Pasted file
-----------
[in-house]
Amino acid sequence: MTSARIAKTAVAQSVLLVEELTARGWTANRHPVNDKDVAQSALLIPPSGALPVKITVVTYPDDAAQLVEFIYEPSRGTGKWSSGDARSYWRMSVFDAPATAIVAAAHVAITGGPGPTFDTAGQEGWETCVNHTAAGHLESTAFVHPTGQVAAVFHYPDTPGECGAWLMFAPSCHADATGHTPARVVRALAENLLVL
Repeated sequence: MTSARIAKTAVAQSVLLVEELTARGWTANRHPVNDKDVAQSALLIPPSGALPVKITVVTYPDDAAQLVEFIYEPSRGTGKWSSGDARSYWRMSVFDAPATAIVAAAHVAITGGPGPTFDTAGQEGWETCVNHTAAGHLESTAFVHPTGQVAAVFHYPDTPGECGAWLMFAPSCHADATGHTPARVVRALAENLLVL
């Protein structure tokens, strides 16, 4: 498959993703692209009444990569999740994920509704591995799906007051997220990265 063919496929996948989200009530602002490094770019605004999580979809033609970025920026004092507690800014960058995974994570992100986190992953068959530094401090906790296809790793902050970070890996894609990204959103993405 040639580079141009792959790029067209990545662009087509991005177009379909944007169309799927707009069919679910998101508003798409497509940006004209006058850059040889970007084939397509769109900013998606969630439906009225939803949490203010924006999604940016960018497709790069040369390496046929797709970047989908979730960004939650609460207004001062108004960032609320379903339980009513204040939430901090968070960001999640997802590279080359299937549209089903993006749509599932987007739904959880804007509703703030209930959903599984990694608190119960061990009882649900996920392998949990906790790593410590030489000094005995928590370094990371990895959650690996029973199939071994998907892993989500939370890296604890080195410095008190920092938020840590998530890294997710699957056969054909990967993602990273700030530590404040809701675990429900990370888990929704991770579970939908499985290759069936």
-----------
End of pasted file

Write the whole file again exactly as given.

[in-house]
Amino acid sequence: MTSARIAKTAVAQSVLLVEELTARGWTANRHPVNDKDVAQSALLIPPSGALPVKITVVTYPDDAAQLVEFIYEPSRGTGKWSSGDARSYWRMSVFDAPATAIVAAAHVAITGGPGPTFDTAGQEGWETCVNHTAAGHLESTAFVHPTGQVAAVFHYPDTPGECGAWLMFAPSCHADATGHTPARVVRALAENLLVL
Repeated sequence: MTSARIAKTAVAQSVLLVEELTARGWTANRHPVNDKDVAQSALLIPPSGALPVKITVVTYPDDAAQLVEFIYEPSRGTGKWSSGDARSYWRMSVFDAPATAIVAAAHVAITGGPGPTFDTAGQEGWETCVNHTAAGHLESTAFVHPTGQVAAVFHYPDTPGECGAWLMFAPSCHADATGHTPARVVRALAENLLVL
């Protein structure tokens, strides 16, 4: 498959993703692209009444990569999740994920509704591995799906007051997220990265 063919496929996948989200009530602002490094770019605004999580979809033609970025920026004092507690800014960058995974994570992100986190992953068959530094401090906790296809790793902050970070890996894609990204959103993405 040639580079141009792959790029067209990545662009087509991005177009379909944007169309799927707009069919679910998101508003798409497509940006004209006058850059040889970007084939397509769109900013998606969630439906009225939803949490203010924006999604940016960018497709790069040369390496046929797709970047989908979730960004939650609460207004001062108004960032609320379903339980009513204040939430901090968070960001999640997802590279080359299937549209089903993006749509599932987007739904959880804007509703703030209930959903599984990694608190119960061990009882649900996920392998949990906790790593410590030489000094005995928590370094990371990895959650690996029973199939071994998907892993989500939370890296604890080195410095008190920092938020840590998530890294997710699957056969054909990967993602990273700030530590404040809701675990429900990370888990929704991770579970939908499985290759069936």